Name: Sami Sweeney
Job Title and Description: Owner of six Pure Barre Fitness Studios, Co-Founder of 421Reset
College Name/Major: University of Idaho/Economics and Finance
Instagram Handle:@samisween, @purebarrewa, @421reset
What does your current job entail? Is there such a thing as a typical day?
SS: I own and operate six Pure Barre Fitness studios in the Seattle area, alongside my husband, Brandon. Our staff consists of 104 women. Our studios are open seven days a week, from 6 a.m. to 9 p.m. My days are filled with teaching fitness, developing and managing staff, marketing, connecting with clients, event planning, networking, ordering retail and basically hustling my face off to keep my businesses performing at an optimal level. The scope of my responsibilities changes daily. There really isn’t a “typical day” in my line of work, just an endless amount of opportunity to improve, adapt and grow.
What is the best part of your job?
SS: My response to this is two-pronged. First, my passion is helping people achieve their health and fitness goals. I genuinely love working in the fitness industry and helping people look and feel their best. But just as gratifying is owning my own business and having the autonomy to grow my brand and business in the ways I see best fit.
What was your first entry-level job in your field and how did you get it?
SS: I started teaching fitness in college at our college rec center. At this point, I was on the path to work in finance as a financial planner, or something along those lines. Teaching fitness was simply something I did for fun, to explore my love for anatomy, exercise and movement. It was this experience that taught me how much I loved teaching, leading and motivating others to work out. It was also this experience that gave me the confidence and interest to apply to be a Pure Barre teacher in Nashville, TN after I graduated.
What words of wisdom do you find most valuable?
SS: I love this quote by Gary Vaynerchuk: “You have to understand your own personal DNA. Don’t do things because I do them or Steve Jobs or Mark Cuban tried it. You need to know your personal brand and stay true to it.” Be self-aware and know your strengths and weaknesses. You’ll be much more successful and happier in life if your career path is consciously customized for you! I also love the idea of having a personal brand. Your career goals should always be aligned with your personal brand.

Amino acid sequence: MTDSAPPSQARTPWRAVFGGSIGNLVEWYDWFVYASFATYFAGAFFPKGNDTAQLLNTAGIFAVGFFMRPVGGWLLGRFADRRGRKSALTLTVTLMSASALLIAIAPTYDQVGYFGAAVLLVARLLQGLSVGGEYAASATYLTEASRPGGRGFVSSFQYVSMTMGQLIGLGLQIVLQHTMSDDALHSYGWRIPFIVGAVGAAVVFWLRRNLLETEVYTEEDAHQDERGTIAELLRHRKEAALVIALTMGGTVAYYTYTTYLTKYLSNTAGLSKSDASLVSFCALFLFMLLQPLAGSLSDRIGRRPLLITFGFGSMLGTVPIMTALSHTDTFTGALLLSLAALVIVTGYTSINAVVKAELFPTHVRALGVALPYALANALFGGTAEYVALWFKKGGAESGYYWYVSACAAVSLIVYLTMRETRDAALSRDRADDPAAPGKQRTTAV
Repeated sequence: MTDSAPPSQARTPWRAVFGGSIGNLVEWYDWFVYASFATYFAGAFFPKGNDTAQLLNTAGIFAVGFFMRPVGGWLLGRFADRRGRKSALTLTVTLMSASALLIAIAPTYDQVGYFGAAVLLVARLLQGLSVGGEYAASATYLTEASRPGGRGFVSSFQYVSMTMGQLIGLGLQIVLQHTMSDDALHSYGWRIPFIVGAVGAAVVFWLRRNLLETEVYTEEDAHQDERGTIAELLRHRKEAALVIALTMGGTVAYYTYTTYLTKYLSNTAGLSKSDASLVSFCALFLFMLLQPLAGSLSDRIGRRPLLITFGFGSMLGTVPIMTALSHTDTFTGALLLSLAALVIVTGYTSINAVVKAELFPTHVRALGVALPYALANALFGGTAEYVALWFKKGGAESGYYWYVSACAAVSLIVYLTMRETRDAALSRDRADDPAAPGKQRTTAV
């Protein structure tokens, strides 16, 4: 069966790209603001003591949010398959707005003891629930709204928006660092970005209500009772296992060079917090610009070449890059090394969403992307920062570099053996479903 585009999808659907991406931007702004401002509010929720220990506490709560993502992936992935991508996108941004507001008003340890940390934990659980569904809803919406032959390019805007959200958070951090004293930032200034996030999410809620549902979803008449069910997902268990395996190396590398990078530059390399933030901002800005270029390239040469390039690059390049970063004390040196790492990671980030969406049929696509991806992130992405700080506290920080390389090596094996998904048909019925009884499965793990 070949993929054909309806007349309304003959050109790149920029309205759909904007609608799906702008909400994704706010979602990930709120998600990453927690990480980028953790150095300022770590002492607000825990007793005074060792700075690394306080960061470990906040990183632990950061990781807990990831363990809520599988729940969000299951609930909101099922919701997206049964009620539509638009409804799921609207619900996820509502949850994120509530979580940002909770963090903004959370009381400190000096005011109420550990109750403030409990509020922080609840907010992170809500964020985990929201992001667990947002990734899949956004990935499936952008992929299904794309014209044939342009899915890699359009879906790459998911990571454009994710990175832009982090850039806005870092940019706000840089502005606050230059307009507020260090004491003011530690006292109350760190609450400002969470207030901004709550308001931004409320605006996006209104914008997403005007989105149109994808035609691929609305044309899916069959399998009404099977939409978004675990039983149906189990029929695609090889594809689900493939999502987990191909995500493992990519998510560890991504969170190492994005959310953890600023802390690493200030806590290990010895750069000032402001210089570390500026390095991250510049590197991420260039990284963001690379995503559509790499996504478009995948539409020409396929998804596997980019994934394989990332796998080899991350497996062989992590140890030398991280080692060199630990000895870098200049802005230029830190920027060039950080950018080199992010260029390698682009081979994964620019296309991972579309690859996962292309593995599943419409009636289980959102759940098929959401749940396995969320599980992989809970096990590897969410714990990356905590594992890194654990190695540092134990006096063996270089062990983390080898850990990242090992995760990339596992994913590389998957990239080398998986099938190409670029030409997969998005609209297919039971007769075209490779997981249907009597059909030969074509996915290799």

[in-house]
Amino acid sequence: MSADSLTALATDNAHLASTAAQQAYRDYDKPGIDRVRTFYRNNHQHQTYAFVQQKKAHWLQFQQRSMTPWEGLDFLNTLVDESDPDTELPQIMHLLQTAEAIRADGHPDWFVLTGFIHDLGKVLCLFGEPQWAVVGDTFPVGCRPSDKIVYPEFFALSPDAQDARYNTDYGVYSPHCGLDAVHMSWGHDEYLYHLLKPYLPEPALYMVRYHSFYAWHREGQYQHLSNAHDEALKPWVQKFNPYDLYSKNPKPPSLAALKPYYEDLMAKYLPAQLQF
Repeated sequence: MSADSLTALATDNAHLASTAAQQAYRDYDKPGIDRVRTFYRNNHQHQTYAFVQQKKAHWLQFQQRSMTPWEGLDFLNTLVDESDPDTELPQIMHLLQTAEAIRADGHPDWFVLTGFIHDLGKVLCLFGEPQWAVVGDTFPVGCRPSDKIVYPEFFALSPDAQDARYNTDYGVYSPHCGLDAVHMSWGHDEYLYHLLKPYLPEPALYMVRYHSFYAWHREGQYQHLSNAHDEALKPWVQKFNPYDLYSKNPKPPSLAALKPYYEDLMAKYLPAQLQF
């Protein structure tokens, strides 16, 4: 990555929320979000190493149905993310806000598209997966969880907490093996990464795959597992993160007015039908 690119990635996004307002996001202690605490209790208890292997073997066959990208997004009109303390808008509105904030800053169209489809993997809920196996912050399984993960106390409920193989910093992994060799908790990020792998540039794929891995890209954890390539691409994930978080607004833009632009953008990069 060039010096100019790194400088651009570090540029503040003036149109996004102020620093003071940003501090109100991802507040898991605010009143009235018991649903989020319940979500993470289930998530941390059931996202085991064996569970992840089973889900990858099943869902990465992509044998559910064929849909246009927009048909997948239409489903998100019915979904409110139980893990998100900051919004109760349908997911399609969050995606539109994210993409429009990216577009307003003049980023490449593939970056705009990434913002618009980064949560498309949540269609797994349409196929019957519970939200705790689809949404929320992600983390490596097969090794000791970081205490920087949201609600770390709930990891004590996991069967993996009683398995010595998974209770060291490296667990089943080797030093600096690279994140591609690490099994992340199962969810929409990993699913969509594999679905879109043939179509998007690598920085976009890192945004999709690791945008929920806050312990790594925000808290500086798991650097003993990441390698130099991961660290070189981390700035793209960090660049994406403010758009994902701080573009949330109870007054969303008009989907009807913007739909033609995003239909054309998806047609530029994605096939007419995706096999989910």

What is one mistake you made along the way and what did you learn from it?
SS: I’ve made many, many mistakes along the way. The first that comes to mind is regarding staffing and failing to proactively grow my teaching team when we experienced demand for more classes. My original team was a thoughtfully selected group of six instructors, all hired and trained to run our original Pure Barre location. But as demand grew, so did the need for additional teachers. Instead of prioritizing hiring, I stretched my small staff too thin and ultimately made some hurried hiring decisions that cost me a lot of time, money and energy. Knowing when to hire and who to hire is a skill that must be developed quickly by entrepreneurs. Who you add to your team can single-handedly make or break your business.
What has been the most surreal moment of your career thus far?
SS: Last year I was selected as a Puget Sound Business Journal 40 Under 40 honoree. I was 32 years old. It was surreal to share my business experience and lessons learned as a business owner on a stage alongside Seattle’s most accomplished young entrepreneurs and business leaders across all different industries.
What do you look for when considering hiring someone?
SS: In my industry, it’s critical to have a passion to work with people. The “soft skills” count just as much as experience and training in the fitness biz. I look for outgoing, personal, warm people who are comfortable working with others.
What advice would you give to a 20-something with similar aspirations?
SS: If you’re setting out to open your own business, it’s critical that you do your due diligence. Find a mentor in the industry who has accomplished something similar to what you’re setting out to do. Ask a lot of questions. Know your competition. Know your industry. Understand the financials behind your endeavor. Be realistic with start-up expectations. In sum, research, research, research.
What's the one thing that's stood out to you the most in a resume?
SS: For me, even more important than someone’s education is their ability to hustle! I read between the lines with resumes. I greatly value someone’s ability to effectively juggle many variables at a time. A candidate who has managed to go to school, maintain a part-time job, volunteer and partake in various interests and hobbies will always beat a candidate who has only excelled in one area. These people tend to be quick learners and adaptable and willing to push through work-place adversity.